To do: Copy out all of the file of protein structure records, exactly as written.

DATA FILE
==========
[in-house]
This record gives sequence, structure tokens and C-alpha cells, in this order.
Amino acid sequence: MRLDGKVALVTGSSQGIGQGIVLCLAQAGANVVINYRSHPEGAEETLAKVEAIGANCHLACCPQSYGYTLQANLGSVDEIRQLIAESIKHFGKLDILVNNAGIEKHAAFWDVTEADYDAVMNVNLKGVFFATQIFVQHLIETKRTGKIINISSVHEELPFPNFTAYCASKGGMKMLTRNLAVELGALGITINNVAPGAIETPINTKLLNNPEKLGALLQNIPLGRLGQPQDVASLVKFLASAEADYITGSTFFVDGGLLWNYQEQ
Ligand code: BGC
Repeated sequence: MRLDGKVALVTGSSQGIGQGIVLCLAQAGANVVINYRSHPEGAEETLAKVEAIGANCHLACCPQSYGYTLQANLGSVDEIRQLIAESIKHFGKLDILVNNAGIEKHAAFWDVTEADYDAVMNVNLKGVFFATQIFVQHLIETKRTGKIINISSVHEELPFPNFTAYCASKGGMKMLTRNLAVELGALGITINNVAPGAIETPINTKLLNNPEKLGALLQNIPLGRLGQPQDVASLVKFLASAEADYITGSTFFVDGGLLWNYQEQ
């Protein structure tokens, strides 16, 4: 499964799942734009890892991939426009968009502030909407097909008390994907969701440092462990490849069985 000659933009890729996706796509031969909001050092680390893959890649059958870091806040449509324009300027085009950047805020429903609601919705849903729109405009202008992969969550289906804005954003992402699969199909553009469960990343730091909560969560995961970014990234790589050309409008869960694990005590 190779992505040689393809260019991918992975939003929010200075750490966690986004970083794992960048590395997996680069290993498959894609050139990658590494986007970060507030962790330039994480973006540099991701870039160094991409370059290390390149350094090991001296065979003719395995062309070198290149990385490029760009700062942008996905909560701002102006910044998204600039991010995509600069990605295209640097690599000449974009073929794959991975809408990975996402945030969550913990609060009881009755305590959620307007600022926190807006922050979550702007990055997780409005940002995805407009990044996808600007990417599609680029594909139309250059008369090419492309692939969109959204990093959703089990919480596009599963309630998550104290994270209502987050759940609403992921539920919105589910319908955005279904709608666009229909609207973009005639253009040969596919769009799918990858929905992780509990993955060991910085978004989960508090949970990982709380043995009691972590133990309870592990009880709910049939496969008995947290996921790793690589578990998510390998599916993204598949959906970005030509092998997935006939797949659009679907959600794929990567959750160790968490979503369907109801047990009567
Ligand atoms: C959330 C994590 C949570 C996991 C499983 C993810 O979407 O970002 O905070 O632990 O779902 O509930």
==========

[in-house]
This record gives sequence, structure tokens and C-alpha cells, in this order.
Amino acid sequence: MRLDGKVALVTGSSQGIGQGIVLCLAQAGANVVINYRSHPEGAEETLAKVEAIGANCHLACCPQSYGYTLQANLGSVDEIRQLIAESIKHFGKLDILVNNAGIEKHAAFWDVTEADYDAVMNVNLKGVFFATQIFVQHLIETKRTGKIINISSVHEELPFPNFTAYCASKGGMKMLTRNLAVELGALGITINNVAPGAIETPINTKLLNNPEKLGALLQNIPLGRLGQPQDVASLVKFLASAEADYITGSTFFVDGGLLWNYQEQ
Ligand code: BGC
Repeated sequence: MRLDGKVALVTGSSQGIGQGIVLCLAQAGANVVINYRSHPEGAEETLAKVEAIGANCHLACCPQSYGYTLQANLGSVDEIRQLIAESIKHFGKLDILVNNAGIEKHAAFWDVTEADYDAVMNVNLKGVFFATQIFVQHLIETKRTGKIINISSVHEELPFPNFTAYCASKGGMKMLTRNLAVELGALGITINNVAPGAIETPINTKLLNNPEKLGALLQNIPLGRLGQPQDVASLVKFLASAEADYITGSTFFVDGGLLWNYQEQ
């Protein structure tokens, strides 16, 4: 499964799942734009890892991939426009968009502030909407097909008390994907969701440092462990490849069985 000659933009890729996706796509031969909001050092680390893959890649059958870091806040449509324009300027085009950047805020429903609601919705849903729109405009202008992969969550289906804005954003992402699969199909553009469960990343730091909560969560995961970014990234790589050309409008869960694990005590 190779992505040689393809260019991918992975939003929010200075750490966690986004970083794992960048590395997996680069290993498959894609050139990658590494986007970060507030962790330039994480973006540099991701870039160094991409370059290390390149350094090991001296065979003719395995062309070198290149990385490029760009700062942008996905909560701002102006910044998204600039991010995509600069990605295209640097690599000449974009073929794959991975809408990975996402945030969550913990609060009881009755305590959620307007600022926190807006922050979550702007990055997780409005940002995805407009990044996808600007990417599609680029594909139309250059008369090419492309692939969109959204990093959703089990919480596009599963309630998550104290994270209502987050759940609403992921539920919105589910319908955005279904709608666009229909609207973009005639253009040969596919769009799918990858929905992780509990993955060991910085978004989960508090949970990982709380043995009691972590133990309870592990009880709910049939496969008995947290996921790793690589578990998510390998599916993204598949959906970005030509092998997935006939797949659009679907959600794929990567959750160790968490979503369907109801047990009567
Ligand atoms: C959330 C994590 C949570 C996991 C499983 C993810 O979407 O970002 O905070 O632990 O779902 O509930």